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The /k/s, the /t/s, and the inbetweens: Novel approaches to examining the perceptual consequences of misarticulated speech
KTH, School of Computer Science and Communication (CSC), Speech, Music and Hearing, TMH, Speech Communication and Technology. (KTH Speech, Music and Hearing)
2014 (English)Doctoral thesis, comprehensive summary (Other academic)
Abstract [en]

This thesis comprises investigations of the perceptual consequences of children’s misarticulated speech – as perceived by clinicians, by everyday listeners, and by the children themselves. By inviting methods from other areas to the study of speech disorders, this work demonstrates some successful cases of cross-fertilization. The population in focus is children with a phonological disorder (PD), who misarticulate /t/ and /k/. A theoretical assumption underlying this work is that errors in speech production are often paralleled in perception, e.g. that children base their decision on whether a speech sound is a /t/ or a /k/ on other acoustic-phonetic criteria than those employed by proficient language users. This assumption, together with an aim at stimulating self-monitoring in these children, motivated two of the included studies. Through these studies, new insights into children’s perception of their own speech were achieved – insights entailing both clinical and psycholinguistic implications. For example, the finding that children with PD generally recognize themselves as the speaker in recordings of their own utterances lends support to the use of recordings in therapy, to attract children’s attention to their own speech production. Furthermore, through the introduction of a novel method for automatic correction of children’s speech errors, these findings were extended with the observation that children with PD tend to evaluate misarticulated utterances as correct when just having produced them, and to perceive inaccuracies better when time has passed. Another theme in this thesis is the gradual nature of speech perception related to phonological categories, and a concern that perceptual sensitivity is obscured in descriptions based solely on discrete categorical labels. This concern is substantiated by the finding that listeners rate “substitutions” of [t] for /k/ as less /t/-like than correct productions of [t] for intended /t/. Finally, a novel method of registering listener reactions during the continuous playback of misarticulated speech is introduced, demonstrating a viable approach to exploring how different speech errors influence intelligibility and/or acceptability. By integrating such information in the prioritizing of therapeutic targets, intervention may be better directed at those patterns that cause the most problems for the child in his or her everyday life.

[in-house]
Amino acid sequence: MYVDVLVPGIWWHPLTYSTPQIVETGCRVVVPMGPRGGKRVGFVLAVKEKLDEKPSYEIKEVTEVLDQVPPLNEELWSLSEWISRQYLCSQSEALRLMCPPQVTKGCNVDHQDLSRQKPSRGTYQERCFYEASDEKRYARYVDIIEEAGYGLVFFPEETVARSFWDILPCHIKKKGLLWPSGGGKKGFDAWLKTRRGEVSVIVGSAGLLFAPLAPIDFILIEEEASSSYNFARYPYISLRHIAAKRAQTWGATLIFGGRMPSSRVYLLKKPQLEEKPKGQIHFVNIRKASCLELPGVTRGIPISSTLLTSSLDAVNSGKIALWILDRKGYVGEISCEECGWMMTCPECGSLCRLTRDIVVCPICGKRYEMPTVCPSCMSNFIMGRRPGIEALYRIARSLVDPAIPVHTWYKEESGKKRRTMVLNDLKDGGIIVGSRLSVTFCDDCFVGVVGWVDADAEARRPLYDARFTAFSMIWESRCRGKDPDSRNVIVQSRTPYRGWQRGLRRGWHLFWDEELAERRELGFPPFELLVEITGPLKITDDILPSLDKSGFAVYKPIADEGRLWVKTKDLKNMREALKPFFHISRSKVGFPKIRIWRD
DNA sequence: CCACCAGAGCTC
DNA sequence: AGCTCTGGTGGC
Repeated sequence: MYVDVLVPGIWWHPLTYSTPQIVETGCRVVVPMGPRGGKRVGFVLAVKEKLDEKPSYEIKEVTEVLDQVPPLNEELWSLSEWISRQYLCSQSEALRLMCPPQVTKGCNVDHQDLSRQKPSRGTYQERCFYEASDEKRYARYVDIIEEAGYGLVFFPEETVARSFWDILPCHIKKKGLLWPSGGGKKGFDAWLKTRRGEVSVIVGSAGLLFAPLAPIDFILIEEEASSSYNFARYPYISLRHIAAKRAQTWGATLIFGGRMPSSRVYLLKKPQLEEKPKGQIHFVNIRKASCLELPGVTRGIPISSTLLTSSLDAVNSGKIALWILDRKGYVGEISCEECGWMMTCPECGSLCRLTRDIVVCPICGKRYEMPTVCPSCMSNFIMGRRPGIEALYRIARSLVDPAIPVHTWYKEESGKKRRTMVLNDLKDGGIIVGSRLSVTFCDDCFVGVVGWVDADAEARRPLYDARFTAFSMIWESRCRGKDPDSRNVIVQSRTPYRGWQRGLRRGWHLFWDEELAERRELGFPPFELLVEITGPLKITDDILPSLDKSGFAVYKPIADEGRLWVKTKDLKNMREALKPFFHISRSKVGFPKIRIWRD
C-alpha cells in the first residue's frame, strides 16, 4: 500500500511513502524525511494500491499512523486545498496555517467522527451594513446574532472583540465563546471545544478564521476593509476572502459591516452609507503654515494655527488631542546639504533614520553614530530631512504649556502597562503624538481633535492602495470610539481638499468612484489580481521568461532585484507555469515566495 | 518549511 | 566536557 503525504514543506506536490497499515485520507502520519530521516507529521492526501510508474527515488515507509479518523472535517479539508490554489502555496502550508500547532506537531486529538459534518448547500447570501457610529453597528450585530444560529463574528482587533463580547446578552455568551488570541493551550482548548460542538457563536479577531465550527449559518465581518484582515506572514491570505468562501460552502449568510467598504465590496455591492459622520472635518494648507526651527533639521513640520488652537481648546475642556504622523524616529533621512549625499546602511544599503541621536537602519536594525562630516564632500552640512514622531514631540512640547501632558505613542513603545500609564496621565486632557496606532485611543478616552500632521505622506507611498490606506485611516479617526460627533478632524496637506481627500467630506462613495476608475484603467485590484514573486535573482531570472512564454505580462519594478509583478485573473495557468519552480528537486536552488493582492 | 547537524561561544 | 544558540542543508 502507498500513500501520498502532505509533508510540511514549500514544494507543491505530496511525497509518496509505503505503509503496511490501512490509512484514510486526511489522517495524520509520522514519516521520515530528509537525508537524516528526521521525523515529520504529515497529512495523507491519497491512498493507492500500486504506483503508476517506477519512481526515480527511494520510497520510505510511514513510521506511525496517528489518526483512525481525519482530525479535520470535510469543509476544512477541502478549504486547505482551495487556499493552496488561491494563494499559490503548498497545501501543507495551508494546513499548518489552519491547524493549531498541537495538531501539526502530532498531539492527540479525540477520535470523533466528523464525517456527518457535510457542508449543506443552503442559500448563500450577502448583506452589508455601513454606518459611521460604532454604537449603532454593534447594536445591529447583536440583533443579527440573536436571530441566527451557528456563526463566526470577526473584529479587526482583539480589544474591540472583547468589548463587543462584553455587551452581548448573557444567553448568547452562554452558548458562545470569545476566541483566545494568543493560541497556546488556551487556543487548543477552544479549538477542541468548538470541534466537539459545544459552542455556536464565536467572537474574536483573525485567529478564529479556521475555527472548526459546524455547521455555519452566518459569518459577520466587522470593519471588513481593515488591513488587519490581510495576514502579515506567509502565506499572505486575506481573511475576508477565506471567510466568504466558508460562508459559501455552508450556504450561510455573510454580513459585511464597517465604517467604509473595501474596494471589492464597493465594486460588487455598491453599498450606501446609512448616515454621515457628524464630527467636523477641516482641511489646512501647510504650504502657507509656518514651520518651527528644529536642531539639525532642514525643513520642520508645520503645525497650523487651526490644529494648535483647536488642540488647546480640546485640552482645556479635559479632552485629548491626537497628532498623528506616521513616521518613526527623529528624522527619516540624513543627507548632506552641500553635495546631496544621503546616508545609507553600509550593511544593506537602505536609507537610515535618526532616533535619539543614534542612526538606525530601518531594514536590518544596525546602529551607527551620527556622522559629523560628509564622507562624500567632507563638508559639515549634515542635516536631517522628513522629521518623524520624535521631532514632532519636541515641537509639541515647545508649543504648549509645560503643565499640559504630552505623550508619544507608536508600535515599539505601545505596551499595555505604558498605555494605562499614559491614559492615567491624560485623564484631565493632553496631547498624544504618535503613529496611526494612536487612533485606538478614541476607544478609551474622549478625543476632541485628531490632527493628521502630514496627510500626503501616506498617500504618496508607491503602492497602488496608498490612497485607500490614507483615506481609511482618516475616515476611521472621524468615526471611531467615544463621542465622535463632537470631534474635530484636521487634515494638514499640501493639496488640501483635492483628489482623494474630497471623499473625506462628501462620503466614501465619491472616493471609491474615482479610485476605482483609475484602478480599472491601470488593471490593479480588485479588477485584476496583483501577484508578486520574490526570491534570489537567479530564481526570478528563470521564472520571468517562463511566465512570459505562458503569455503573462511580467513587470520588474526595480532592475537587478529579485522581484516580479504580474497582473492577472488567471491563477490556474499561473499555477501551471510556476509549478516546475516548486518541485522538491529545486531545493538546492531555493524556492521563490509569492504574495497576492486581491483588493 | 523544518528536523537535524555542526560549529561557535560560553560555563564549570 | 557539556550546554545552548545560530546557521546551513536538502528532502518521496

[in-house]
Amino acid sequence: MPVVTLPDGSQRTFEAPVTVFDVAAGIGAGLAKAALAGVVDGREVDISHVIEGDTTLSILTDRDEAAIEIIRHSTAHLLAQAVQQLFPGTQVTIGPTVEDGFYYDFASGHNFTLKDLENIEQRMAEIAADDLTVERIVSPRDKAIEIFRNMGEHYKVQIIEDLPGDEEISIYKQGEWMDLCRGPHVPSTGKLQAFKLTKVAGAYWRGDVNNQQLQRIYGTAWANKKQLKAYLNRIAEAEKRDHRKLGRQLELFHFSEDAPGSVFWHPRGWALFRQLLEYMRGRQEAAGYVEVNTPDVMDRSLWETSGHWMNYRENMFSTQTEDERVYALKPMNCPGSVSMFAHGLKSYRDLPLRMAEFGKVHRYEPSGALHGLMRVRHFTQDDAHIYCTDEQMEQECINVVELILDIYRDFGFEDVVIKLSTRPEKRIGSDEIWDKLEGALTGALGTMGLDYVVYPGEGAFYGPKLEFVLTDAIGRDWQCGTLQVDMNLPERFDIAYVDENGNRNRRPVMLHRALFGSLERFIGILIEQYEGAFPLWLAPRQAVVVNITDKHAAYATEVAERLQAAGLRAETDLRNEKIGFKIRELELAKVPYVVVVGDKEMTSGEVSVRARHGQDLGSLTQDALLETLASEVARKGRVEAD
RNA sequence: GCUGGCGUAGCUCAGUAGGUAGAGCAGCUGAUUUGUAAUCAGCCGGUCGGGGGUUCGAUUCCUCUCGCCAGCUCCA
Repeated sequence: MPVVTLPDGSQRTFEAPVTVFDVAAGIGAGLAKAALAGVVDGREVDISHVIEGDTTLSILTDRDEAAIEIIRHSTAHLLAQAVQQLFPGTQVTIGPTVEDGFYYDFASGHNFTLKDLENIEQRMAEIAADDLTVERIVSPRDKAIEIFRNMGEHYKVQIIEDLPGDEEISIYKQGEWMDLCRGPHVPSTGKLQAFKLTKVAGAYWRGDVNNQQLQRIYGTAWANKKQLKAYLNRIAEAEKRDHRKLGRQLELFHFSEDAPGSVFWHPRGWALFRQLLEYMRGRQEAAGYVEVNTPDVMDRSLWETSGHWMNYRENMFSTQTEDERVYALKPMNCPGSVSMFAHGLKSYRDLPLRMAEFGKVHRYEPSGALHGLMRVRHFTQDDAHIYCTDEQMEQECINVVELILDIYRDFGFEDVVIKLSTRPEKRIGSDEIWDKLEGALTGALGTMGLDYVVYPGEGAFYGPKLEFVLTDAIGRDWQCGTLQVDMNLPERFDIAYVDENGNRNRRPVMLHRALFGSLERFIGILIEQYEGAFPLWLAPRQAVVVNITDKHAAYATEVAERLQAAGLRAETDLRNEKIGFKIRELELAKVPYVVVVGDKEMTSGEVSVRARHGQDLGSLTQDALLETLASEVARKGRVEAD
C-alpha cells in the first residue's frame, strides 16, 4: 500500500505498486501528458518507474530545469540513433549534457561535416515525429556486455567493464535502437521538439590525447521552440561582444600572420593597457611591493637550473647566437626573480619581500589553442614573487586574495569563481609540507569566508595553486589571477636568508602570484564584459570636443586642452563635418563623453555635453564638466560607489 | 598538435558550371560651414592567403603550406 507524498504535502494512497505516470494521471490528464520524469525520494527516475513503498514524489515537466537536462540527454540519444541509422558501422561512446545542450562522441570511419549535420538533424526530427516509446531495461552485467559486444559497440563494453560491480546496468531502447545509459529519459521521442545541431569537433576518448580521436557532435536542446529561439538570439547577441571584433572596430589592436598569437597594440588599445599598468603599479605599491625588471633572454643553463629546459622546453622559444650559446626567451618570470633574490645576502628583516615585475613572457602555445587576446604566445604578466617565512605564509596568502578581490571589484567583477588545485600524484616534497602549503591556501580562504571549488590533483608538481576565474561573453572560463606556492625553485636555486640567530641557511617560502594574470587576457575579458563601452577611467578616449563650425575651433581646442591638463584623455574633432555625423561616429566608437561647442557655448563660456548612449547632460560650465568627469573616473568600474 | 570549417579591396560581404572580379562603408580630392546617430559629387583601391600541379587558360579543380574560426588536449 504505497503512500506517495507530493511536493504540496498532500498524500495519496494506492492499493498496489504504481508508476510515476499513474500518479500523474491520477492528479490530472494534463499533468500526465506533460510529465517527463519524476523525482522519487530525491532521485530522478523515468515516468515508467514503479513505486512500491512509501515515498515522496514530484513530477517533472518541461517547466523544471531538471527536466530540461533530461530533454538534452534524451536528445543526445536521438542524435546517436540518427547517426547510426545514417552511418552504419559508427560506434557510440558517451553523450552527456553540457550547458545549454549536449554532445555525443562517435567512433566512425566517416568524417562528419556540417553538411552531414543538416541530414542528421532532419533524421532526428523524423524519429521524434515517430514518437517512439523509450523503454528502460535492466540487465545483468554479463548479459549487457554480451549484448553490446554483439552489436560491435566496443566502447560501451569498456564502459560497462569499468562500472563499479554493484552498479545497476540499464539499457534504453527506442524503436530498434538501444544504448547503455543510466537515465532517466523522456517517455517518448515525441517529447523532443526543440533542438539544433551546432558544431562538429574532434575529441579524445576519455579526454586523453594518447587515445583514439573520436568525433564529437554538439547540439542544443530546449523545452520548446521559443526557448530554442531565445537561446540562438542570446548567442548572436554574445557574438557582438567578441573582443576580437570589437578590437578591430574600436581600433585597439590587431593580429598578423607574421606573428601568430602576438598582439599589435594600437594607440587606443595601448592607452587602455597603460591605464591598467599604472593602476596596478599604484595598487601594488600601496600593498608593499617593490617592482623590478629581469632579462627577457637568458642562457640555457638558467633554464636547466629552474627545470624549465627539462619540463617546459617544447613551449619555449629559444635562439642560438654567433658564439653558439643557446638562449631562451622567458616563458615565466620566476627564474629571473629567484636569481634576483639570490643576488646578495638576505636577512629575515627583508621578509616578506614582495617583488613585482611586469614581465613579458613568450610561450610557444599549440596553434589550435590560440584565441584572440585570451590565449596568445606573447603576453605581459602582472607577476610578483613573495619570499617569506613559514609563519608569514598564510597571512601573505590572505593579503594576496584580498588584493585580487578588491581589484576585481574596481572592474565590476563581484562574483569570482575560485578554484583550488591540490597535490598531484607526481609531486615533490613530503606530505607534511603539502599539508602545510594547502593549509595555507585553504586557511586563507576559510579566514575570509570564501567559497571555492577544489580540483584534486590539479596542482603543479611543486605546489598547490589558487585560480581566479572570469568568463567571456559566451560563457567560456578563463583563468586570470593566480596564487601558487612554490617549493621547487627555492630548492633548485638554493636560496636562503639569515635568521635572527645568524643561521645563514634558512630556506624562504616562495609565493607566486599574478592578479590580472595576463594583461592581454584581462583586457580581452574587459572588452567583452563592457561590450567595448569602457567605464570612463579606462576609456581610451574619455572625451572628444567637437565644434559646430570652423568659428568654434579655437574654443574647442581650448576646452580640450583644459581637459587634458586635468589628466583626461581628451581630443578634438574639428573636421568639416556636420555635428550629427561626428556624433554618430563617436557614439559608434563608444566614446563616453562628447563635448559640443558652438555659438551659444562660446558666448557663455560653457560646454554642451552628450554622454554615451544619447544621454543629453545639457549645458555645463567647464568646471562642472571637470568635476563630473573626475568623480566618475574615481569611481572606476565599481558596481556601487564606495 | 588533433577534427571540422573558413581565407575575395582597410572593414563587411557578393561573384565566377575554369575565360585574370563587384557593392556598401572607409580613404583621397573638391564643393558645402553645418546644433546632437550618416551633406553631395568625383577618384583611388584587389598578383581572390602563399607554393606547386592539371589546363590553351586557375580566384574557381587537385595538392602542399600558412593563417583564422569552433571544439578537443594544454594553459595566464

Place, publisher, year, edition, pages
Stockholm: KTH Royal Institute of Technology, 2014. , xiii, 105 p.
Series
TRITA-CSC-A, ISSN 1653-5723 ; 2014:03
Keyword [en]
speech perception, speech disorders, speech synthesis, speech analysis
National Category
Specific Languages
Research subject
Speech and Music Communication
Identifiers
URN: urn:nbn:se:kth:diva-143102ISBN: 978-91-7595-050-1 OAI: oai:DiVA.org:kth-143102DiVA: diva2:705409
Public defence
2014-04-07, F3, Lindstedtsvägen 26, KTH, Stockholm, 10:00 (English)
Opponent
Supervisors
Note

QC 20140317

Available from: 2014-03-17 Created: 2014-03-17 Last updated: 2017-03-02Bibliographically approved
List of papers
1. Children's recognition of their own recorded voice: influence of age and phonological impairment
Open this publication in new window or tab >>Children's recognition of their own recorded voice: influence of age and phonological impairment